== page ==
How Afghanistan changed 30 flags in 102 years
Updated on 07 September 2022
Afghanistan’s Independence Day (19 August) came only days after the Taliban seized control of capital Kabul. The entire world focused on the unfolding of events as the country fell into turmoil, following the flash US military withdrawal after 20 years in the country.
The major symbolic question, after the Taliban took over the capital Kabul, was whether the Afghani national flag or Taliban’s flag would be flying high. The battle for flags started a few days ago in Jalalabad, when protestors replaced Taliban’s white flag with the Afghan tri-colour one. Three people were killed by the Taliban in the conflict, the nation’s once official flag is now a symbol of opposition against the Taliban.
Changes of flags are nothing new. In the 102 years of Afghanistan’s independence the nation’s national banners were changed 30 times. Only in 1919 it was changed 6 times. Various flags rippled for Afghanistan Emirate, Kingdom, Republic, Socialist Republic, and finally its Islamic State.
Frequent changes of flags in Afghan history is an illustration of a society in flux with almost constant instability. This variety of flags also represents the diversity of Afghan society and a wide range of interests.
Thus, understanding flags, their symbolism, and their use is crucial in understanding politics and society. Flags are the most condensed and vivid expression of identity. In addition, flags talk directly to people’s emotions and deeper need to belong and identify. People have and still fight and die under and for their flags.
But what can we learn about Afghanistan’s history from their flags?
The colour palette of Afghan flags has not followed the globally dominant red, blue, and white combination. Red has been the main color of almost all Afgan flags – perhaps unsurprisingly it was solid red during the communist government.
And solid white is what the Taliban has chosen for their flag in the last two decades. The white colour symbolises ‘the purity of Taliban’s faith and government’ while the scripture is Shahada which is an Islamic oath and is the first of the Five Pillars of Islam found in the Quran.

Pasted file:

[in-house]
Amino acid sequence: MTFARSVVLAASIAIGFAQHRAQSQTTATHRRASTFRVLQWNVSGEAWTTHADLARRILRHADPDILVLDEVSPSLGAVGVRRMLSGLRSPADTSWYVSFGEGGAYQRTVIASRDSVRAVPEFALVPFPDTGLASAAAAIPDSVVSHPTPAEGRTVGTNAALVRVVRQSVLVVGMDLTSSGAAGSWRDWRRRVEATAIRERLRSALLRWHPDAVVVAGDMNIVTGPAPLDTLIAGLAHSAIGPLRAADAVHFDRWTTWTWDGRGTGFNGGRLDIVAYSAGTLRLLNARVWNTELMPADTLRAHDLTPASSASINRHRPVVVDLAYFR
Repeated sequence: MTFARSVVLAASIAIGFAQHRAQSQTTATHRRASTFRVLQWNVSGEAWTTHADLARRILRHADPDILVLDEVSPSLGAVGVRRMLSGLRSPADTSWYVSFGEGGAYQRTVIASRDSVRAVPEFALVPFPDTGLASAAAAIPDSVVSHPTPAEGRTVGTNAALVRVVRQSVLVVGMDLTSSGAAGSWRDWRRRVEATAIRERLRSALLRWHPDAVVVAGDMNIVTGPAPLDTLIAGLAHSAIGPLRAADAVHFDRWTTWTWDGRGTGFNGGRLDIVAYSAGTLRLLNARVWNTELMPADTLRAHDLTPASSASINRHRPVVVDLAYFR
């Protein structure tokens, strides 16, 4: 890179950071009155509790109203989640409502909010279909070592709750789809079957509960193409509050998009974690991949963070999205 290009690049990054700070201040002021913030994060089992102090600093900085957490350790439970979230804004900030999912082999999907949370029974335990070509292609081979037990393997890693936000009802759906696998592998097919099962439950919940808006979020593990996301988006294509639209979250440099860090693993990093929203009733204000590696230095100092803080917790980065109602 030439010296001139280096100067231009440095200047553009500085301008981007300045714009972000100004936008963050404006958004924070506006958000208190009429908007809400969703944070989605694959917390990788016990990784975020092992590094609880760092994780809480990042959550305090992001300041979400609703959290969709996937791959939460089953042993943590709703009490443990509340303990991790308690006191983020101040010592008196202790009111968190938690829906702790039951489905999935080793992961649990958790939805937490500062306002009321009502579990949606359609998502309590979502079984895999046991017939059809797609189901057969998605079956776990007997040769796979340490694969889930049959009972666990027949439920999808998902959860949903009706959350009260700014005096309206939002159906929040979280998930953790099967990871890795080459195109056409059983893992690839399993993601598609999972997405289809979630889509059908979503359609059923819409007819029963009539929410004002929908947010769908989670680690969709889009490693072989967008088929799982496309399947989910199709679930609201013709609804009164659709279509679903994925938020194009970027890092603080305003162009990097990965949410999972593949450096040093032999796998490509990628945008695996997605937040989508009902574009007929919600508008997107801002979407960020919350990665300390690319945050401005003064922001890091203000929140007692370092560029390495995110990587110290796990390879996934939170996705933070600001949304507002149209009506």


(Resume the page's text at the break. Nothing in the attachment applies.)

Blue, which is typical for many European flags, was used only once – just for the wording on the flag.
In flag colour pallets, solid black is rarely used. In Afghanistan, it was used twice after independence.
Most Afghan flags, including the last one, followed the three colour schemes usually interpreted as: black (Abbasids), white (Umayyads) and green (Fatimids). It is interesting that they used this so-called Pan-Arab colour scheme even though Afghans are not of Arab origin.
It may come as a surprise that the three-colour flag was designed by British soldier and diplomat Mark Sykes as a symbol of the 1916 Arab Revolt. This followed the European tri-colour shape to distance itself from the Ottoman Empire against whom the revolt was directed at.
The importance of flags as a manifestation of different identities, foundation stories, and interests is not special to Afghanistan. Controversies around flags have always been and still is in focus of politics worldwide.
A few years ago, New Zealanders were involved in a heated ‘flag debate’ on whether to change their flag which was considered too similar to the Australian flag. Ultimately, at the referendum, they decided to keep their old flag. But, the heated debate has shown how powerful the symbolism of flags is and how emotionally tied we can be to flags as peoples.
Another flag which has been quite controversial for the last few years is the rainbow flag which represents the LGBT+ community. It has been frowned upon or outright banned in certain countries and contexts.
20 members of the US GOP supported a bill that would ban flying the gay flag in US embassies during pride month. While the Turkish ministry of trade has banned the sales of rainbow themed merchandise to people under 18.
Contrary to dominant discourse over the last few decades that argues against symbolism, in particular, one related to countries, religious and traditional communities – flags rally people around a cause and steer deep emotions.
Postmodernism considers flags and insignia a matter of the past. But, as we can plainly see, this view does not reflect reality at all. Our attachment to symbols is much deeper than passing trends of fashion.
Namely, a piece of fabric in essence, a flag conveys a dense symbolism of the past, present, and the future. As they symbolise deep-rooted identity and cause, people are deeply attached to flags. Not just in Afghanistan, but in all corners and peoples of the modern world.